Police Precincts get all of the toys to crack down on crime. However, Police Precincts are almost never necessary; the only city in which a Police Precinct is inherently necessary is a Gambling city. Otherwise, Police Precincts are just overkill for the watchful, dictator-like mayor.
If you do want to place a Police Precinct, try to either (a) find a spot where the crime predominantly occurs, or (b) find a spot near the center of your city. Both maximize the effect of your Police Precinct. If you have an insane amount of crime in your city, try to leave as much space behind your Precinct as possible to allow for expansions. You could likely use a few city blocks placing all of those expansions...
Education is the service that, in all practicality, defines what kind of city you're going to have. Educated cities are very strongly correlated with high-wealth, high-tech, low pollution, high-service, highly-skilled cities. Uneducated cities are very strongly correlated with low-wealth, low-tech, high pollution, few service, low-skilled cities. Furthermore, eductead cities tend to support Electronics, Trading, and Tourism as their Specialization--especially the former. Uneducated cities reflect Mining and Drilling cities.
The Education Maps
Education Maps are not very useful; they really only depict who's educated and who isn't educated. Again, the menu bar proves to be more useful; it shows your current education and tech levels for the entire city. It also shows the numerical values of students enrolled in your school system. Nevertheless, here's the Education Layer:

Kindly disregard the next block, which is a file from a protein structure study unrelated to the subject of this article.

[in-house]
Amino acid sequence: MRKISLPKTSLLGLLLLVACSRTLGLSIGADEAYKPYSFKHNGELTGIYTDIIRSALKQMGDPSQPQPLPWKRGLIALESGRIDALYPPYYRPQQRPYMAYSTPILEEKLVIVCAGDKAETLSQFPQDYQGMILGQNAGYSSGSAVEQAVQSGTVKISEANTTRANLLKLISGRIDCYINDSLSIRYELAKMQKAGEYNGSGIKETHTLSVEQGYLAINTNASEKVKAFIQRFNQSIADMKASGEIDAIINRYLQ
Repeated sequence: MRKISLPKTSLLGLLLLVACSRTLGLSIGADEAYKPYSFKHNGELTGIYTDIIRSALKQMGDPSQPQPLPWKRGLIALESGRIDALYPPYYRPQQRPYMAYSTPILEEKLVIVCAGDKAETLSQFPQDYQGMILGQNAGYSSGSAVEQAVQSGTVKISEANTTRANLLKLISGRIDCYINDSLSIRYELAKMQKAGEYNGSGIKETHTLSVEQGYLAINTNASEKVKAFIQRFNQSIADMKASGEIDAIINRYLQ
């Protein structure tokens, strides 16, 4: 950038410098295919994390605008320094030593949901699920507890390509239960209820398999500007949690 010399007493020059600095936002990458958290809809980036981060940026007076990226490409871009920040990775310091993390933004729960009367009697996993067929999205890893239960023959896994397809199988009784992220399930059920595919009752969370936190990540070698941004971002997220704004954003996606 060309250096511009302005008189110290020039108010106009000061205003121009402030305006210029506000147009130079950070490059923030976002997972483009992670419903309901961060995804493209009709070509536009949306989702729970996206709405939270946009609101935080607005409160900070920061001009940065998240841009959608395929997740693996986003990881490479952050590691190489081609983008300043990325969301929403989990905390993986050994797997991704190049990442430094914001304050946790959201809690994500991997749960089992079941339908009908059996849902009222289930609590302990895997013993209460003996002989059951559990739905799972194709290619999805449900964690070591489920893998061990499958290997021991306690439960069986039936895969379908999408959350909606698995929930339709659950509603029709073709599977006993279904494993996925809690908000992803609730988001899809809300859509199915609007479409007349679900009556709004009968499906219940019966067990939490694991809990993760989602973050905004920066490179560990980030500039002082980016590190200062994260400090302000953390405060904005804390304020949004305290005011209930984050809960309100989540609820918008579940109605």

The Education Layer
Relation to POWER
Education is a necessary component for any Nuclear Power Plant worker. Otherwise, the power plant will emit radiation. See Power, subsection Nuclear Power.
Relation to INDUSTRIAL
High-tech industries want and require an educated workforce; hence, if you are able to increase the skills and abilities of your Sims--their "Tech"--high-tech factories will begin to move in to take advantage of your Sims' skills. See Tech in the Industrial section of this guide for a more complete treatment of tech; see the University and Community College sections in this section to find out how they can increase Tech.
Relation to GARBAGE
Educated Sims are more likely to recycle, giving you more recyclables to convert into usable materials. For more on this, see Garbage.
Relation to FIRE, CRIME, and HEALTH
Educated Sims are less likely to cause fires, less likely to commit crimes, and less likely to get sick (they clean up after themselves). Basically, educated Sims are much easier to take care of with regards to other services... However, educated Sims also like more services available to them. Make sure they have access to these services regardless of whether you use them or not.
|School Bus Lot||3000||2 Buses||100/hr|
|Top Floor Classrooms||10000||200 Desks||200/hr|
A fully expanded Grade School
Grade Schools are the first step to unlocking the next few education buildings; however, you really only need one for your entire city. If you want to start building an advanced education system, you need to start somewhat. Furthermore, that somewhere is here!